On Sunday the 1st of October the Slovaks cast their ballots in the parliamentary elections. The outcome favoured Robert Fico, former prime minister of the country (2006-2010; 2012-2018), whose party gained the relative majority of the votes. His electoral success incomes at a peculiar moment for the region, with Slovakia having decided in mid-September, along with Poland and Hungary, to extend the import ban imposed on Ukrainian cereals.
The grain ban is emblematic of the evolving posture of the Central and Eastern European countries regarding the war in Ukraine. The Slovak electoral campaign, when Fico strove for a more neutral position for his country, followed a similar dynamic. Given the US’s declining support for Ukraine, NATO’s eastern flank countries are also reducing the tone of their backing, letting national and historical rivalries resurface after the first year of the conflict when solidarity was emphasized. Russia’s weakness, evident in Prigozhin’s mutiny and in the Turkish-Azerbaijani victory in Southern Caucasus, is another factor. With the Russian threat being less scary, central and eastern European countries are losing part of what was holding them together (or at least that’s the perception, exploited in electoral terms).
The case of Poland is the most evident one: Warsaw switched from a position perceived as hawkish towards Russia to a very nationalist one in the case of the cereal ban and announcing the stoppage of arms flows towards Kyiv shortly after. The combination of factors represented by the lower US support towards Ukraine and the incoming elections led both Warsaw and Bratislava to a drastic turn in what was perceived as their international position. If the Polish case may not surprise, given their will to position themselves as a regional leader and the historical open questions with Ukraine, the situation in Slovakia is slightly different, as it was one of the fiercest supporters of Kyiv, having transferred a very high share of its arsenal to the Ukrainians.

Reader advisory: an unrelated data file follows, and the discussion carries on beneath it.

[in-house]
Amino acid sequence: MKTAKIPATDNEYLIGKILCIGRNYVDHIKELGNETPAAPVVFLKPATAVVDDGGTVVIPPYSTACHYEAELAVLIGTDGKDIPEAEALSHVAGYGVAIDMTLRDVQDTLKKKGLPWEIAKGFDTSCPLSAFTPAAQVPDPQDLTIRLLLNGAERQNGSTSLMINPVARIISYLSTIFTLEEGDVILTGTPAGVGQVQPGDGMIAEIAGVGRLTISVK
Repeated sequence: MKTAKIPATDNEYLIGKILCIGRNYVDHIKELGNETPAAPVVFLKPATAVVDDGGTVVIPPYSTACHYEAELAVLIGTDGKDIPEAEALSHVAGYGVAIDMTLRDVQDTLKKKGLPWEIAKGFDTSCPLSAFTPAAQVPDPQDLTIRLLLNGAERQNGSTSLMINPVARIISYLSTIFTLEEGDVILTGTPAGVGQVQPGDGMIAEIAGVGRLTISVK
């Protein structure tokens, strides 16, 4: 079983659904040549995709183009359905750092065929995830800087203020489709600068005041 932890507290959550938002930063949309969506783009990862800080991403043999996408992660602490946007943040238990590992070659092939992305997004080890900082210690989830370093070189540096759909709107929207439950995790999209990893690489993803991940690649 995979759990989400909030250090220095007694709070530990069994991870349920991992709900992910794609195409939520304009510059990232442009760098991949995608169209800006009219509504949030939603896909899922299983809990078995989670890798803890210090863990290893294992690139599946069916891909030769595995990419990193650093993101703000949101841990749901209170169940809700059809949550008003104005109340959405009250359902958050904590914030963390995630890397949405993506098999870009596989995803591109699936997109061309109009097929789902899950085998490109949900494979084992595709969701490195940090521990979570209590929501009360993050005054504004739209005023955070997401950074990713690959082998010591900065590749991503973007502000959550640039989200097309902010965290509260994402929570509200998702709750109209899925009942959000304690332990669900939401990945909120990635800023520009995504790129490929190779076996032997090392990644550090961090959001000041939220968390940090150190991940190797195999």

With the dwindling US support, every country seems to believe that the better choice would be everybody for himself. Encouraged to exploit its position, Slovakia would have good leverage towards Kyiv, as it is one of the transit points in and out of the Ukrainian Transcarpathia. Uzhhorod’s region, which is the farthest from Russia, has been one of the safest points of the country and a major route for Ukrainian emigration. As the region was transferred from Czechoslovakia to Ukraine after the Second World War (a Soviet asset to control the whole region), the roles could now shift, with Slovakia partially controlling one of the in and out routes from Transcarpathia (the others being in Hungarian and Romanian territory).
Lastly, the possible return of Fico (he has not formed a government yet) to the forefront of Slovakian politics does not necessarily indicate a revival of the conservative Visegrad group: Poland, Hungary, and Slovakia have shown that they are capable of coordinating policies following electoral or national interests without it. On the contrary, only if the interests of Poland, Hungary, Slovakia, and Czechia resonate with each other, we will witness a V4 revival, as a tool for promoting them.